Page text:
Reach Indians and South East Asians living in Australia

Indians have become the second-largest migrant group in Australia

 Indians have become the second-largest migrant group in Australia

Australian Bureau of Statistics (ABS) submitted a report stating that from 2011 to 2021, Indian-born migrants increased by 373,000, followed by 208,000 from China and 118,000 from the Philippines. Consequently, Indians account for 2.8 percent of the population, while China accounts for 2.3 percent, and Britons are leading with the majority of 3.8 percent.

However, Jenny Dobak, Head of Migration Statistics at the ABS, pointed out that although Australia witnessed a population increase of 45,000 from June 2020 to June 2021, there was a sharp decline in the overseas population. Besides, the decline is due to the pandemic, wherein Australia’s overseas-born population came down to 29.1 percent from 29.8 percent a year earlier.

Ms Dobak highlighted that the pandemic affected the overseas migration in and out of Australia, mainly due to the Covid-19 travel restrictions. Furthermore, the disease outbreak also interfered with many people’s intention to travel or migrate for work and study.

In 2021, 7.5 million people living in Australia were reported to be born overseas compared to 7.7 million people a year earlier. Moreover, in 2021, the highest proportions of the population born overseas were aged between 35 to 39 years, with the Indian-born population having a median age of 36 years, up from 31 years in 2021.

On the other hand, ABS figures also indicate that In February 2022, over 20,000 resident return trips were from India, followed by 12,760 visits from the US and 8,150 from the UK.

Australia has been one of the most preferred countries to migrate into and build a life for Indians for the past few years. For example, Melbourne resident Taran Singh, 30, migrated to Australia a few years ago, and the Australian government recently granted him permanent residency. Mr Singh said that Australia is a beautiful place, and since he has his maternal uncle living in the country, it prompted him to migrate here.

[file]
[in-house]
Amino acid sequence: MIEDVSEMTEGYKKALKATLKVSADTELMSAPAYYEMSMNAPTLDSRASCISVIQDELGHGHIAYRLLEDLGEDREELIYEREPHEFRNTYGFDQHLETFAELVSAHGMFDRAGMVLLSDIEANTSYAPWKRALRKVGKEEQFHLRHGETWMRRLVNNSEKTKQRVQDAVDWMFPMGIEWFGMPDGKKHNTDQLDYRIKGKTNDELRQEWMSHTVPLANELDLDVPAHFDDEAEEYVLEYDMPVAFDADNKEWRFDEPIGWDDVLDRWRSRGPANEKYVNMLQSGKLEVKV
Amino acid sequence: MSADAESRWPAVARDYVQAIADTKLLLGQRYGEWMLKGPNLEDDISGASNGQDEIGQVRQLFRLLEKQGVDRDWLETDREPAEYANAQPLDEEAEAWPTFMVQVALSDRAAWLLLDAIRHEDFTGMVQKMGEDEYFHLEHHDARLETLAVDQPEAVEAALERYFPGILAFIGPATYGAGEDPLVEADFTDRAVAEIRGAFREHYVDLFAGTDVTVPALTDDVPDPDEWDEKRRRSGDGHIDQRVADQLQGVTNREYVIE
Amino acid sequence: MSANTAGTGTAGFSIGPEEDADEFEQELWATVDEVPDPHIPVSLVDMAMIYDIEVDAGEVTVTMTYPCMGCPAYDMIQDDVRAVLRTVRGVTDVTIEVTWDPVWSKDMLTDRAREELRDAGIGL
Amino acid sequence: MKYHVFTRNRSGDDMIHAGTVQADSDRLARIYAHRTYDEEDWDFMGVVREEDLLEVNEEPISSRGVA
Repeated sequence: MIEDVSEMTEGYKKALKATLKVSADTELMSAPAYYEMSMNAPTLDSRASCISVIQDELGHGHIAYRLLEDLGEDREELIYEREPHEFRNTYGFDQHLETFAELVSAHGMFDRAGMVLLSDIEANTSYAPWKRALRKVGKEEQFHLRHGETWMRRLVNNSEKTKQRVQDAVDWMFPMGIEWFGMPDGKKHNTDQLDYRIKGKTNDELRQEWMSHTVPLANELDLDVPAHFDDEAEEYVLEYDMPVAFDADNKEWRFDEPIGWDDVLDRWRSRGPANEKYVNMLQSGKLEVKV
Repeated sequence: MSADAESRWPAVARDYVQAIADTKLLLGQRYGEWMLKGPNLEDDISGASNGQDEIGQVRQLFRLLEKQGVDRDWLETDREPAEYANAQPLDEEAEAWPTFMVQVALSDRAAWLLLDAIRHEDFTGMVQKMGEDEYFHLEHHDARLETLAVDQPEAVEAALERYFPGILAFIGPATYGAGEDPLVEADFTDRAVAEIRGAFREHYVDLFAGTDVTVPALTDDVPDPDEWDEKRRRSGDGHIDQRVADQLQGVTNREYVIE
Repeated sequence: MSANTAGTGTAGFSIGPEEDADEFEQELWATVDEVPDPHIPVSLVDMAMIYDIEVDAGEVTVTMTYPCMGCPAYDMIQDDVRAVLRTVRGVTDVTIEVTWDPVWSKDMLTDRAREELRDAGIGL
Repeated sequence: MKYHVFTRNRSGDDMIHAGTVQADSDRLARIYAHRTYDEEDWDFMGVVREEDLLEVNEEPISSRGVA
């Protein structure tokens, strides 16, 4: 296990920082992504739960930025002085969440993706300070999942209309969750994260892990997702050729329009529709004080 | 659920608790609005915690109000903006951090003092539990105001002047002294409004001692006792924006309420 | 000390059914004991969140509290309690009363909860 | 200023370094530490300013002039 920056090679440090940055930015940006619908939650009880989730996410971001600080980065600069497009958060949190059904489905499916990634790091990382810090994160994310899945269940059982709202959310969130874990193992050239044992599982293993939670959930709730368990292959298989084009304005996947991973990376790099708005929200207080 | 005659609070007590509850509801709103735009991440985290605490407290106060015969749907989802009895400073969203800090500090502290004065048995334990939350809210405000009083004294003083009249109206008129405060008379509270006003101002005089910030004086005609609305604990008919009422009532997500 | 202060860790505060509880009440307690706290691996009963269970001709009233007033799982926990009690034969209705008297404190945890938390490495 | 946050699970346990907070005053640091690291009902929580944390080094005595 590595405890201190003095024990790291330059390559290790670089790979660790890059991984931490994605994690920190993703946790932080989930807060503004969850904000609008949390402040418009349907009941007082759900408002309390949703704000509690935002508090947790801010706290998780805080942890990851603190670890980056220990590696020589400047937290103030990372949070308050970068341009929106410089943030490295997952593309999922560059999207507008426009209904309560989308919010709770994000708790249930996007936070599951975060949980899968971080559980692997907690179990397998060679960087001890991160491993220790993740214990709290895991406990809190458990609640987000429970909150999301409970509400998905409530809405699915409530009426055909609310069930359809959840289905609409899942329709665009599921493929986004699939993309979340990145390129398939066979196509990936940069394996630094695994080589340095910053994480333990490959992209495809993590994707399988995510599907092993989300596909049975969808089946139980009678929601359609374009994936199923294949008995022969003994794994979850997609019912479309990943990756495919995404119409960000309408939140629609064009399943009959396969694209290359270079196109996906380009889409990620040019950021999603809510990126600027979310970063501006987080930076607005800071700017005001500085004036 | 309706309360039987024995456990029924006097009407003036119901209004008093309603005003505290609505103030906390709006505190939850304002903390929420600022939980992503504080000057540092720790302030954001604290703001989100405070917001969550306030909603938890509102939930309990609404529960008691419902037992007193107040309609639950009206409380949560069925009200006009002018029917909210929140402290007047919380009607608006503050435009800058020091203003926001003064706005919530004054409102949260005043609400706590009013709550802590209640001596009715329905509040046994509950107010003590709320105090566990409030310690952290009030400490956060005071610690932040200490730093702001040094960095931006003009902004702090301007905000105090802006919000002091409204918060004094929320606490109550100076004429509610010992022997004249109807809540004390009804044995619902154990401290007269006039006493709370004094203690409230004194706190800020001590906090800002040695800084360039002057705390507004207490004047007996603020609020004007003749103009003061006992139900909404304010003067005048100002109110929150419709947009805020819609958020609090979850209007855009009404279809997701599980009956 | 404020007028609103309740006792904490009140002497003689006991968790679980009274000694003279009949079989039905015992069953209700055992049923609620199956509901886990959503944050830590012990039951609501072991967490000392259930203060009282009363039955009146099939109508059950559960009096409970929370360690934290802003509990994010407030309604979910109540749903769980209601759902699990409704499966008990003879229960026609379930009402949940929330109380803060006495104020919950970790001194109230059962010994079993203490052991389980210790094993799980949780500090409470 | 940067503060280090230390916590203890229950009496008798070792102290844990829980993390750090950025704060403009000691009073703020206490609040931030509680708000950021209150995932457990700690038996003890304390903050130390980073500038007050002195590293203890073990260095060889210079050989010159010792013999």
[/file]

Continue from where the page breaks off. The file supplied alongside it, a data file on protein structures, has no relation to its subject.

He further emphasised that Australia is a land of opportunities, and he was delighted after his permanent residency application was granted. Similarly, Rishab Gore, 33, reflected on his journey; initially, he was conflicted between Canada and Australia, but finally, he chose the latter and arrived two years ago.

As of 2016, Victoria topped the chart for having the most significant number of India-born migrants at more than 180,000, followed by New South Wales with 153,000 Indians.
More than 53,000 Indian-born migrants lived in Queensland and Western Australia, while around 29,000 residents in South Australia were born in India.

Will the Indian diaspora benefit Australia?

Immigration played a significant role in preventing a recession in Australia for the last 28 years until the Covid-19 led to an economic crisis. On the other hand, China fell from second to third place as a source of immigrants due to severing ties. Moreover, Prime Minister Scott Morrison called for an independent probe into the coronavirus’ origin, which first emerged in the Chinese city of Wuhan. As a result, Beijing responded with a series of punitive trade actions which affected the commodities such as coal, barley, lobsters and wine.

Treasurer Frydenberg, in an interview last month (March 2022), said that the Australian government would look to reduce its dependence on China following the economic coercion from Beijing. Hence, India appeared to be a prospective and ideal country to strengthen trade and commercial ties.

Therefore, Australia signed the FTA deal with India earlier this month, intending to boost the trade currently dominated by coal. Additionally, Arindam Chakraborty at ANZ Banking Group Ltd. said the expansion of India’s diaspora is likely to be a “significant” source of human capital for Australia in the years to come. The deal may prove lucrative for energy shipments.

Also, in the coming years, India will expand its IT services, which will further facilitate the opportunity to export those services to Australia.

Varsha Saini

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